Sunday, July 17, 2011

681 - Transformers: Dark of the Moon review

“Transformers: Dark of the Moon” features an ending sequence where the city of Chicago is annihilated, an event that would be just barely more expensive than the production of the film itself. Michael Bay, the director, reportedly stands to make somewhere in the neighborhood of $100 million for his efforts, which have already been rewarded as it has easily become the highest grossing pic of the year, domestically. Critics collectively scream in terror at Bay’s every success, and truth be told, it’s difficult to argue that any “Transformers” film is any good, unless you’re making your case in a middle-school classroom.

But if nothing else, Bay is an auteur, a director whose stylistic and thematic fingerprints are visible on every frame. There are a couple dozen mega-budget films released each year, but rarely do more than a couple carry a remarkable aesthetic signature. Bay’s films, always violent, kinetic, and tonally acerbic, feel like he directed them. You like it, or you don’t.

That’s a good or a very bad thing, depending on one’s tastes. Consider the subject matter of the “Transformers” series: giant alien toys. They’ve come to earth, and then proceed to tear it to pieces, with a college kid (Shia LeBeouf) somehow managing to be at the center of the action. The U.S. military, never filmed more heroically than here, always show up to take a lot of causalities and kill a couple of the toys. If one finds this even the least bit appealing, then it’s unlikely they’ll be disappointed. A few years ago Bay directed “The Island,” a fairly thoughtful adventure about clones. It became his only flop, and I’m sure taught him an unfortunate lesson: the dumber, the better. You like it, or you don’t.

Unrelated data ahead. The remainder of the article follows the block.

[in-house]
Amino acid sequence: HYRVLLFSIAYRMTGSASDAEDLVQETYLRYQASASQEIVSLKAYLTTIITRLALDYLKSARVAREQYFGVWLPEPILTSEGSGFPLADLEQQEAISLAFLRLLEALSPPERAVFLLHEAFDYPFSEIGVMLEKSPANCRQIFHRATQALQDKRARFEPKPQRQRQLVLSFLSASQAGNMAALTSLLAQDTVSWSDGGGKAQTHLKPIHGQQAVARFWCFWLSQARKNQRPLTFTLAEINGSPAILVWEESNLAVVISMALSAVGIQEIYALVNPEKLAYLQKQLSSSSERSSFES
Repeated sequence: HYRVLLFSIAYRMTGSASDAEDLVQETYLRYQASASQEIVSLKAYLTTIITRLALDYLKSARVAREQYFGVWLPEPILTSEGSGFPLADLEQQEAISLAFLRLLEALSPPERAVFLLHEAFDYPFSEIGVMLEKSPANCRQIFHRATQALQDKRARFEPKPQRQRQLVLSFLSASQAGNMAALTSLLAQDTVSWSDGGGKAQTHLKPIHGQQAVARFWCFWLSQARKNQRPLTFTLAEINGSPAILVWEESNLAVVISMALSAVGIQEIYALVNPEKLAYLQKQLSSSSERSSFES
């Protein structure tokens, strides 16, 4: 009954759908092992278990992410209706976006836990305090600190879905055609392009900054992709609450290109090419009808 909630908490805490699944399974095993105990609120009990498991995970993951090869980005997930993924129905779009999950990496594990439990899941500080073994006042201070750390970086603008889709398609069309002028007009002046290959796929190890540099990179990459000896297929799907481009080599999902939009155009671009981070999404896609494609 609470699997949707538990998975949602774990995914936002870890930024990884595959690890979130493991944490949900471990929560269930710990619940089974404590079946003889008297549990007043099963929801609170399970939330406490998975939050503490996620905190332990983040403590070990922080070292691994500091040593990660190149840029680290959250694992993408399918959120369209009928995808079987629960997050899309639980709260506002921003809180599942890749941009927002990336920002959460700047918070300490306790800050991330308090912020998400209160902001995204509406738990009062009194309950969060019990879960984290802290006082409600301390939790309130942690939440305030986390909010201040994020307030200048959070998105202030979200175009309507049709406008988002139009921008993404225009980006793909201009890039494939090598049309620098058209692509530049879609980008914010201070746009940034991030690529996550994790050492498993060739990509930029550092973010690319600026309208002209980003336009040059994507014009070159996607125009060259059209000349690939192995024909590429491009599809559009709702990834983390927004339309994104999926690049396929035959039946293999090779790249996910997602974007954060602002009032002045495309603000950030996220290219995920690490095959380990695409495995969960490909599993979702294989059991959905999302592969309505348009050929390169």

Despite the toys and the PG-13 rating, it’s crammed with violence, language, and schoolboy sexuality. Bay is the sort of director who will begin with a tracking shot from behind of a woman in her underwear, and then a few minutes later have a giant toy give a heartfelt lecture on his fondness for humanity. It’s a testament to how well it’s made that the tone never reaches self-parody, or becomes so bad it’s funny. Rest assured, if you hate this, you won’t find it humorous. You like it, or you don’t.

The characters are played by a number of recognizable faces that aren’t short on talent by any stretch. John Turturro, Frances McDormand, and even John Malkovich lend support of a kind, playing roles that might be embarrassing if the audience didn’t innately understand that they were receiving generous paychecks. I’m fond of saying that good actors in stupid movies must be in need of a kitchen remodeling, but with what these actors got, I’m sure they’ll just buy new mansions.

There's no such thing as a review-proof movie, but this comes close. That countless people enjoy these films doesn’t make them good, though there’s something indicative about the quality with which it was done judging by the support. Over the course of two and a half plus hours (!), the toys fight, have a final battle where good achieves a major victory, and all comes to a close. I can’t imagine there are more than a handful of directors that could make something this innately terrible into something so technically impressive, exciting, and draining. You like it, or you don’t.

2.5 out of 5

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